George Bernard Shaw once said: “Live in contact with dreams and you will get something of their charm: live in contact with facts and you get something of their brutality”. When it comes to the current preoccupation with standardized testing in the United States (and, more particularly, in New York State), my fear is that we are replacing dreams and compassion and thoughtful analysis with a quick but brutal search for data and statistics. And it is wrong to do this. We ought not to acquiesce to that which diminishes the quality of life for our children, our teachers, our schools and our communities.

I have to admit to a deep ambivalence about standardized testing. A certain amount of testing is necessary in schools (probably more so for secondary students than for elementary students). Valid data that is appropriately gleaned from real performance is necessary for assessing — and enhancing — the quality of what we do. It is just that I do not see that happening very much these days. We seem to love “facts” more than people and learning, and we have left common sense behind.

I can use my own community to illustrate this point, but the argument does begin in a rather meandering way. In late August, 2011, our community was devastated by Hurricane Irene. Two of the main towns in our school district were almost completely destroyed. Throughout our district, we lost roads, bridges, homes, businesses, and churches. We were without electricity and phone service for an extended period of time. We had many families who were living in tents and temporary housing. More than a few of our children escaped from the flooding with only the clothes on their backs. The most brutal fact for us then (and now) is that it will at best take us years to recover, and perhaps we never will.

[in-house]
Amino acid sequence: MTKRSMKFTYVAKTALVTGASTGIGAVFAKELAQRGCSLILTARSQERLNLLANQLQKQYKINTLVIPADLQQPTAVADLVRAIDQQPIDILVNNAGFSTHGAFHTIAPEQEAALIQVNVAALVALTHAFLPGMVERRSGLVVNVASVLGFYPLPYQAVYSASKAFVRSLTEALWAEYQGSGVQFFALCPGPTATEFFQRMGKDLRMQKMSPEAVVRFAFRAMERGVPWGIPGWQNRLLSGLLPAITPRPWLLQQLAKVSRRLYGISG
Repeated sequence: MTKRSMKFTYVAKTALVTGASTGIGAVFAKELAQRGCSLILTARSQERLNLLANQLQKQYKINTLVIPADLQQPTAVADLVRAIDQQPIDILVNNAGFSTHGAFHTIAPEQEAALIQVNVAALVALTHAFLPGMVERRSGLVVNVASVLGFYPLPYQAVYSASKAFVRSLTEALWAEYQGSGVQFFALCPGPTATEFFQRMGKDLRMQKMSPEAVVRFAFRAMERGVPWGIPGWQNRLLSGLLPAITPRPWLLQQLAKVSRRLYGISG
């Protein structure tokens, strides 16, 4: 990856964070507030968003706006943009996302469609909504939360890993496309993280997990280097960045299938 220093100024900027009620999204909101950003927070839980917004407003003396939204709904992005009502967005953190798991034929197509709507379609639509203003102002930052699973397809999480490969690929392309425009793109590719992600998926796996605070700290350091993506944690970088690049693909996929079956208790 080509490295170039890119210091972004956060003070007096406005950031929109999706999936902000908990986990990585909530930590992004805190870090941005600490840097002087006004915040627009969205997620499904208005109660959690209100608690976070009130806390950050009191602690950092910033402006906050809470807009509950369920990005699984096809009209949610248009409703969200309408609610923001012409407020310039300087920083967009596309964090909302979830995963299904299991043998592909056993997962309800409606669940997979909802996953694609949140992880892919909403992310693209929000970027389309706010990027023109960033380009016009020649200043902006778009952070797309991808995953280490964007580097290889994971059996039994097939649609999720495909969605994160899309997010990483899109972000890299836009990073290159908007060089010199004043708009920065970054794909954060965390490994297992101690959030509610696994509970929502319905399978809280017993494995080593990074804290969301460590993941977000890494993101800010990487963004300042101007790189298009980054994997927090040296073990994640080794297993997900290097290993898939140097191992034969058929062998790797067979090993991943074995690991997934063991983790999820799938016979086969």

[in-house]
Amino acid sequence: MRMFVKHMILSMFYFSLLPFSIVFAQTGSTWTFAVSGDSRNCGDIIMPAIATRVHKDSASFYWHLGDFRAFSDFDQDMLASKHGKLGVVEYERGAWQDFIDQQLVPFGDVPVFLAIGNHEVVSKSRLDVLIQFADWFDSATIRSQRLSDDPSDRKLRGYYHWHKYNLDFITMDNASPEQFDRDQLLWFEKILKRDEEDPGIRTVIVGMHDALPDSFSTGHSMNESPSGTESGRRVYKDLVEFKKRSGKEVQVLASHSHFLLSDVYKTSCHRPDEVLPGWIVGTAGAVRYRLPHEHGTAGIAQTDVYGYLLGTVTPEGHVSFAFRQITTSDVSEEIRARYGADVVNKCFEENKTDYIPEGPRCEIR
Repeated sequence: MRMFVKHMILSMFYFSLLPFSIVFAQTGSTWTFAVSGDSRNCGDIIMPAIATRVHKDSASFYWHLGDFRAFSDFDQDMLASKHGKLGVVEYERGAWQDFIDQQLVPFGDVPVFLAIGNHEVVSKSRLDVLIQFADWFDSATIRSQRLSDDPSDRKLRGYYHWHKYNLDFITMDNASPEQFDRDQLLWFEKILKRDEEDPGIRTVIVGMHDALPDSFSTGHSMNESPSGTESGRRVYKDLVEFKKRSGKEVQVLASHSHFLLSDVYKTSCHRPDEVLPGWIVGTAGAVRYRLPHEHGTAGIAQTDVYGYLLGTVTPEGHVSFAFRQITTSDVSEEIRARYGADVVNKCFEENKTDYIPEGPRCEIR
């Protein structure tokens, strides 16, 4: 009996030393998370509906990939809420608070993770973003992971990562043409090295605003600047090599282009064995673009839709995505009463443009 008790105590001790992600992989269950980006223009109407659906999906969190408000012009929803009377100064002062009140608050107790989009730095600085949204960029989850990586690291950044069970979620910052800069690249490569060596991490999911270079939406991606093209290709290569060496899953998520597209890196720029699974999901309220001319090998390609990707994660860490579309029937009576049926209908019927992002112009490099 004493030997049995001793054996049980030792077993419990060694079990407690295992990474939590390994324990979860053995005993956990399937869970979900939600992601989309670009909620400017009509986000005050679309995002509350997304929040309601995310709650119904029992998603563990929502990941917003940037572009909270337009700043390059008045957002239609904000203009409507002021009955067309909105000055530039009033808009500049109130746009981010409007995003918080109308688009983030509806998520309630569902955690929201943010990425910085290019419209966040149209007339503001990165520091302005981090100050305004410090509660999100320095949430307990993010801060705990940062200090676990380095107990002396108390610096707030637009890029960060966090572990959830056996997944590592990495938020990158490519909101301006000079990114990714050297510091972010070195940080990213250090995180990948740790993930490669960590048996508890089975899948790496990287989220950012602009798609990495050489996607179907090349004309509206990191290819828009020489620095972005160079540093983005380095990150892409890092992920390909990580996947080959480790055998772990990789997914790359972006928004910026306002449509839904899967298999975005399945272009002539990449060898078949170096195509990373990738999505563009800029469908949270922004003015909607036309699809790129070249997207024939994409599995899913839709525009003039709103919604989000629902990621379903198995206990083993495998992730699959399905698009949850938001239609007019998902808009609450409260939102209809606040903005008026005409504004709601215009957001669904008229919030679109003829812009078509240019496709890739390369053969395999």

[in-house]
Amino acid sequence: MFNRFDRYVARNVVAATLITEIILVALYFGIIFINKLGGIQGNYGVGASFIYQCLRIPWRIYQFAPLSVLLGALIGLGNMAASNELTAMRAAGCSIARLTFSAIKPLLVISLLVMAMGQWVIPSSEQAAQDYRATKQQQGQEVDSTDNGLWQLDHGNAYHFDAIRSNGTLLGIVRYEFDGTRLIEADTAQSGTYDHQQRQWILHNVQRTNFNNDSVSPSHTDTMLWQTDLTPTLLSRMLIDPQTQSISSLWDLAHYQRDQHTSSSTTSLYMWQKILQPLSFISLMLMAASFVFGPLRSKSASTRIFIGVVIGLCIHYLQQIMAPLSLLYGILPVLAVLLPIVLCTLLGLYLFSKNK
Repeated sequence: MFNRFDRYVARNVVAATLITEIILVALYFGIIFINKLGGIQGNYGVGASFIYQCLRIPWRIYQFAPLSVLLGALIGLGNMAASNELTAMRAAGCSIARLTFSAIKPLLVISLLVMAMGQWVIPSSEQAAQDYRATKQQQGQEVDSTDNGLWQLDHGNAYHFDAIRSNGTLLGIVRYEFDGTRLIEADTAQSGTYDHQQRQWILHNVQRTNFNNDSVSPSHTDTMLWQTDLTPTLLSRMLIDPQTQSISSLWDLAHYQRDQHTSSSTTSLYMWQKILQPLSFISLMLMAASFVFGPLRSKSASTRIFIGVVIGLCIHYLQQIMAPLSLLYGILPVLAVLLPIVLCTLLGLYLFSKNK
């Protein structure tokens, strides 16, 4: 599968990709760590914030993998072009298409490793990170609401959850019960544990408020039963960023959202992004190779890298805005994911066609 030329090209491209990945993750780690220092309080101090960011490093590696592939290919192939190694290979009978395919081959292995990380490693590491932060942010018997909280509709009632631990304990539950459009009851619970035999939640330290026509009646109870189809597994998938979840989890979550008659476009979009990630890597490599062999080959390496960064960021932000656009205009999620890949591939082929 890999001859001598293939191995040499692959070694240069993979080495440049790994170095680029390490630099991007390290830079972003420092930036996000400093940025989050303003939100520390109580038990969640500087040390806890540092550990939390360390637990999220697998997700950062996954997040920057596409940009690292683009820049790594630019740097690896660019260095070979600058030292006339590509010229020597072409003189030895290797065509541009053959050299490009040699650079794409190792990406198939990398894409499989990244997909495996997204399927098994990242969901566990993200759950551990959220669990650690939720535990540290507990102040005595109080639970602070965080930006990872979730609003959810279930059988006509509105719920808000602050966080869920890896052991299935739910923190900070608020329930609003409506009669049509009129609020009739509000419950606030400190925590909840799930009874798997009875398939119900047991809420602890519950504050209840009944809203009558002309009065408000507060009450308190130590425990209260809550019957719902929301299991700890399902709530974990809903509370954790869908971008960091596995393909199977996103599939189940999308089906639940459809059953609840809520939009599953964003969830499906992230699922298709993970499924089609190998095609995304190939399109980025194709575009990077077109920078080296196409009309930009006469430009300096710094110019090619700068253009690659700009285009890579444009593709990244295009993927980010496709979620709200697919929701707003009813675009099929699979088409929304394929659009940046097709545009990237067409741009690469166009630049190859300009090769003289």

For many of our children, the school was the only “normal” in their lives at the beginning of September. But our school could not open on time despite our best efforts — and therein lies our tale. Our whole area had been declared a disaster area, and roads in one of the counties we serve were officially closed and we could not drive our school buses on those roads. We were forced to delay our opening. This, of course, meant that, in addition to all the other problems we would have to face this year, we would also have trouble meeting the state mandated 180 day school year. Since the state would not allow any deviations from the 180 day school year (even for an area struck by a natural disaster), the school was forced to take two days of Christmas vacation away from our students. Yes, facts are facts and 180 means 180. The harsh reality was that our students (and their families) as well as our teachers had to accept that, within the 180 day school year, each day is precious and sacrosanct, despite their having endured an autumn full of incredible loss and hardship and stress. Facts are fact.

And now for the connection to standardized testing. In the real life terms of a 180 day school year, how important is the instructional time we do have? How does it all play out in context? In New York State, we have just finished two weeks of standardized testing. The first week was devoted to English tests that were administered on three successive days. Each test was 90 minutes long. The second week was devoted to mathematics. Again, three successive days of testing. Each test again 90 minutes long. In reality, all New York State students in grades 3 through 8 spent a total of 540 minutes (9 hours) in testing over the past two weeks. And they are not done. They will have more tests at the end of the school term. At a time when schools are being subject to severe budget limitations and unfunded mandates, one aspect of our school operation did increase: the amount of time we spend testing students. Last year, the mandated state tests in English took 150 minutes and we managed to increase the testing time by 120 minutes this year. Last year, mathematics testing took 100 minutes and we managed to increase that by 170 minutes this year as well. The pertinent question is why the increase? Are the children learning that much more that has to be measured?